Steven mentions three further recommendations in his report, namely "spending more money on promoting democracy; making EU aid more targeted and conditional; being prepared to annoy traditional allies". I don't necessarily differ with his aims, but I like to express them in a more positive fashion. I prefer to convince than to annoy. Between friends, diplomacy is the first tool to use. Other tools are to be used carefully.
But I see another challenge lying ahead that may have been underestimated : the relation between a regional neighbour to Europe going through deep challenges, and with a European Union on the point of enlarging to new members.
And here, I would like to stress that we are already working hard to enhance our relations. The reality is that most new-comers in the Union have not yet fully understood the importance of our new South-East border with the Arab world, and indeed, with the whole of Africa and the Arabica Peninsula.
We need to prepare, politically, the enlargement of the European Union. We have managed, in European politics, to change our mental borders. We have managed, in European policy, to speak with a common voice to most of our neighbours. Today, the North of Europe is closer to its Mediterranean border that it used to be. Tomorrow, the challenge is to develop this spirit within our new Europeans members.
The main changes that will occur in the near future are: within the Barcelona process, some partners will cross the border, as encouraged in Copenhagen, from partners to members. I refer to Cyprus- where we still have a challenge for peace- and Malta. Most of Association Agreements will come to their full implications. We hope Syria to join the group. Libya should not be forgotten, and should carefully weight its interest between hesitation, participation always welcomed, and full membership which, of course, implies the acceptance of an "acquis". Some other countries in this area are not part of our process, because they are not Mediterranean. I shall say that we work to have with them a more defined relation. And, in my regular contacts with, for instance, Saudi Arabia, Qatar and others, I feel that we are, step by step, building a new relation based on two basic elements : a Union that is closer to them; and a better understanding on their part of our will to develop our relations with them. This is not regime change: this is mood change.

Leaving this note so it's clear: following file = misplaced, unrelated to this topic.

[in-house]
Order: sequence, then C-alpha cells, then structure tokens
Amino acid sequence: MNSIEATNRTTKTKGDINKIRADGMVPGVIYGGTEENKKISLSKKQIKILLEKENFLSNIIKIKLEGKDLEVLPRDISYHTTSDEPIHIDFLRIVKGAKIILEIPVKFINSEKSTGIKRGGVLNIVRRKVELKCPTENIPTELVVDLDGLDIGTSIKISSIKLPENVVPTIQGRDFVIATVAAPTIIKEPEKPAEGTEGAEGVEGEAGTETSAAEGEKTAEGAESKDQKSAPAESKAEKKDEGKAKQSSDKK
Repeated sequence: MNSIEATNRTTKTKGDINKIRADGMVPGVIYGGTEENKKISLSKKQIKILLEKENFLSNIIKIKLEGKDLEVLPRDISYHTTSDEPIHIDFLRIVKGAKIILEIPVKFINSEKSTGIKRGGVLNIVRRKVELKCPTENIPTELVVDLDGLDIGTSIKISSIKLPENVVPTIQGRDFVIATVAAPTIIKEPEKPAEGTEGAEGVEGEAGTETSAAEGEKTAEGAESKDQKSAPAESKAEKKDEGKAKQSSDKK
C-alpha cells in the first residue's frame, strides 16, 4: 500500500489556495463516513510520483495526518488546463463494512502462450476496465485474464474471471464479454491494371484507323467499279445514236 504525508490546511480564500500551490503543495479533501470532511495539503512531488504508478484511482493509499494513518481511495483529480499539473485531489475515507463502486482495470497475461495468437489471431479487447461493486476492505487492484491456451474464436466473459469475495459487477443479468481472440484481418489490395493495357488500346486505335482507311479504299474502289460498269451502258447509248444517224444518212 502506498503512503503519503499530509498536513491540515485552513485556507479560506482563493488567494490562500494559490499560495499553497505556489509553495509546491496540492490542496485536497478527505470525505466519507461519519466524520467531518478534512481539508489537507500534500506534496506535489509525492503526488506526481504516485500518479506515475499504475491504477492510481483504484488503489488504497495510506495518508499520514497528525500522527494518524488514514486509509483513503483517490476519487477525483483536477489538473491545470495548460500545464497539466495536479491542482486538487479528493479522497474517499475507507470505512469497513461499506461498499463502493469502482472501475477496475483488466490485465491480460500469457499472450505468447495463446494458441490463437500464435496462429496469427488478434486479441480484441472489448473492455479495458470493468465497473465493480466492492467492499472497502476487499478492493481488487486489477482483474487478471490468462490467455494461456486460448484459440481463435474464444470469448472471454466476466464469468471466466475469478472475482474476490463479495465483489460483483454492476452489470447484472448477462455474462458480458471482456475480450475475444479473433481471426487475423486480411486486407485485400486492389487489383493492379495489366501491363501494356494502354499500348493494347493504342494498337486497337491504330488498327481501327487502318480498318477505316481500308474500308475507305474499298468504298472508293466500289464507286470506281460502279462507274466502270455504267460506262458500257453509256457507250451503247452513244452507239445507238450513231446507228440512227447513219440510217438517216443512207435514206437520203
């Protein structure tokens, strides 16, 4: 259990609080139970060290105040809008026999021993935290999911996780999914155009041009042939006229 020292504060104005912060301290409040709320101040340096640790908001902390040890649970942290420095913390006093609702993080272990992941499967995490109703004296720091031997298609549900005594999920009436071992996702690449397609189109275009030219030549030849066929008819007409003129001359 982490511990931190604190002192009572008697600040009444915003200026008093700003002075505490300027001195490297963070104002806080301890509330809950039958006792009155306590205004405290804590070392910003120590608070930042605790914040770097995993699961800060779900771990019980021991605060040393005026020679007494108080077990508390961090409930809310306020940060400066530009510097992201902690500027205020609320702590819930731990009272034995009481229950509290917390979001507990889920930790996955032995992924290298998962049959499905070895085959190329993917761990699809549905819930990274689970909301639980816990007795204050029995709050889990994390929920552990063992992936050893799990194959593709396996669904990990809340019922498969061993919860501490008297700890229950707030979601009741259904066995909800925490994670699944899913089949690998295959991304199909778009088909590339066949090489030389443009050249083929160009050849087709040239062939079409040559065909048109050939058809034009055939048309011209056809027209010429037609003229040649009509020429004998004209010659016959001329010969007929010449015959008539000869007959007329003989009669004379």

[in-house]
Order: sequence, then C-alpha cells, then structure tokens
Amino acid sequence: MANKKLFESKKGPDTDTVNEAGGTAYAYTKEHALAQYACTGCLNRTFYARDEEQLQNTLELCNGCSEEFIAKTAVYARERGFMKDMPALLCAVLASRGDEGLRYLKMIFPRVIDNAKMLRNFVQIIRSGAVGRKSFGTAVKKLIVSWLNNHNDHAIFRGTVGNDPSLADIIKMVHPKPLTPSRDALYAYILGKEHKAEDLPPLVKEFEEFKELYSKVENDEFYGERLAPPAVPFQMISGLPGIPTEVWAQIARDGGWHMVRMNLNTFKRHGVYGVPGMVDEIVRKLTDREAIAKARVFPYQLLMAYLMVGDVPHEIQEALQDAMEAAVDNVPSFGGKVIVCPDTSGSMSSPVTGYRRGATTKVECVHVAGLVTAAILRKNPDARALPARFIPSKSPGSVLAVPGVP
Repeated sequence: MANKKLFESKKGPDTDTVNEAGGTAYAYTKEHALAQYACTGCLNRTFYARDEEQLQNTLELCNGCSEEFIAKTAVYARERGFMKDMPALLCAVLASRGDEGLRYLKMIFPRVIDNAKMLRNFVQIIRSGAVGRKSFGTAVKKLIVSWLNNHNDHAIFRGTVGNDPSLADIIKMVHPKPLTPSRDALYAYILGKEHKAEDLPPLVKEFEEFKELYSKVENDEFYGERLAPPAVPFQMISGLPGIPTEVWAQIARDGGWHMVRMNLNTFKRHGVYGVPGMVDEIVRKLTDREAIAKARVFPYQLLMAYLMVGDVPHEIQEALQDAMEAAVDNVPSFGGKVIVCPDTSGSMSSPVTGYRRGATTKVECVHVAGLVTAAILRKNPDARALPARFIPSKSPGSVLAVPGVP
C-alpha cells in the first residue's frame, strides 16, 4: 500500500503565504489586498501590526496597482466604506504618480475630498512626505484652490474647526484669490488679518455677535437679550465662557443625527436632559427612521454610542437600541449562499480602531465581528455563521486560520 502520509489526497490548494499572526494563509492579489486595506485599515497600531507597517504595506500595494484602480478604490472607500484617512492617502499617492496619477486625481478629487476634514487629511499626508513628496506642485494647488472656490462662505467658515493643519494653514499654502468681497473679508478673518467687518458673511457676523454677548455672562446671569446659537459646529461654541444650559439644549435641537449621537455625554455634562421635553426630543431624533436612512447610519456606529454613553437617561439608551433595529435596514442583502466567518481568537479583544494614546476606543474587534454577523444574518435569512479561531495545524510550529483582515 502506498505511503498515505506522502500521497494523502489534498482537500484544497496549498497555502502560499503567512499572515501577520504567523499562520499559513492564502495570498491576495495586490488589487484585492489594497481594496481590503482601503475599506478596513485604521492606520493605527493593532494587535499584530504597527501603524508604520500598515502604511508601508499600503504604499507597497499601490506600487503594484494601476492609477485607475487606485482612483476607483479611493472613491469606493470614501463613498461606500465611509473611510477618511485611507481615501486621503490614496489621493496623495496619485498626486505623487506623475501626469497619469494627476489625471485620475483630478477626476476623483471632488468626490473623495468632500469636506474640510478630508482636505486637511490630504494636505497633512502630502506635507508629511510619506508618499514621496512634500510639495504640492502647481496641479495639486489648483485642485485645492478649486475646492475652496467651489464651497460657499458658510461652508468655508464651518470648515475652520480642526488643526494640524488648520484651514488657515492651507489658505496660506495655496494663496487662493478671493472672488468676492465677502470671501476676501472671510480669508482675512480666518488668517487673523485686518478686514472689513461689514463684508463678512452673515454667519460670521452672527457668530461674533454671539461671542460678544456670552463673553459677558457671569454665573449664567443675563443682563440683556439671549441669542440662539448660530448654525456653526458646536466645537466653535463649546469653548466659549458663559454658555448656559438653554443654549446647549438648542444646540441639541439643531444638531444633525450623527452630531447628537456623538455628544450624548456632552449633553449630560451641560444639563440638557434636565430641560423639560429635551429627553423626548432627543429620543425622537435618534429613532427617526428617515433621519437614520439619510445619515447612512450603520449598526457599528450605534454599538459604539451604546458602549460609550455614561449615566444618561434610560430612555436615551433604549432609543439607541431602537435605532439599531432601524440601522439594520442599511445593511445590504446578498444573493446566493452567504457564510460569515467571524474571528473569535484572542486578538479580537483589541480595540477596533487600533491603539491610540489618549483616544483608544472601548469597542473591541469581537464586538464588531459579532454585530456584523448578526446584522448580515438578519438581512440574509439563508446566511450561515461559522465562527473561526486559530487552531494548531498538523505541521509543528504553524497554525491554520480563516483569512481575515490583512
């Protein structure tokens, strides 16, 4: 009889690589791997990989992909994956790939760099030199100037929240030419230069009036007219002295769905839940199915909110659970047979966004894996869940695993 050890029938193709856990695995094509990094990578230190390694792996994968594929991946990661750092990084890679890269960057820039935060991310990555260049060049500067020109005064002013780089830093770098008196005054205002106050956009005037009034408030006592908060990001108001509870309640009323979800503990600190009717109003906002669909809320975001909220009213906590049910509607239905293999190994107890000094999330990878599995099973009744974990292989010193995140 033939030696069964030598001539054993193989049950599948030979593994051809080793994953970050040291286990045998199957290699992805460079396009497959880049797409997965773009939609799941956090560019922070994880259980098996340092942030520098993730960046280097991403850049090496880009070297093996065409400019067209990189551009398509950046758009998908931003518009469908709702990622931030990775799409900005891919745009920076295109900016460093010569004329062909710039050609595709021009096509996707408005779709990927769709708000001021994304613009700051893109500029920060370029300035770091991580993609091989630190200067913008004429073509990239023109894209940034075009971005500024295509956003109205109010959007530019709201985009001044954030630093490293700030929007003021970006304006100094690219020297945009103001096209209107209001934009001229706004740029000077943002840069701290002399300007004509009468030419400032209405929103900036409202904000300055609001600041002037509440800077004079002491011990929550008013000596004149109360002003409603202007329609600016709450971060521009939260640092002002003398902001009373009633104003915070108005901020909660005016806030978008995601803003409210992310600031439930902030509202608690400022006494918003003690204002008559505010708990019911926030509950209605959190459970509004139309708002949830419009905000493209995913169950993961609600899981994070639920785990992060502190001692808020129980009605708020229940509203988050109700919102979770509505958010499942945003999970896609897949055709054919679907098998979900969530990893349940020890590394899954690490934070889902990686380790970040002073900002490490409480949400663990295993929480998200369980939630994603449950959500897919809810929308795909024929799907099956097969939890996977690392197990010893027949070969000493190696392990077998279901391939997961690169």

We are currently preparing to respond to these challenges apropriately. The next Euro-Med Conference in Greece will include former and new members of the process. A time to ensure that the enlarged European Union will not put aside the priority of this essential partnership. An essential meeting to reinvigorate and renew our partnership.
This will be my work during the coming year: to try to represent the overwhelming will of the people of the European Union for peace in the Middle-East; to express, and convey to our US friends, our views on Iraq; to assist in establishing the new framework within which the Barcelona process will continue. These are complicated issues. Steven Everts mentioned a kind of "soft diplomacy". Indeed. But for which a hard will is necessary.
FOR FURTHER DETAILS:
Cristina Gallach - Spokesperson of the Secretary General, High Representative for CFSP
Tel. +32 (0)2 285 6467 / 285 8239 / 285
5150 / 285 5151
Fax +32 (0)2 285 5694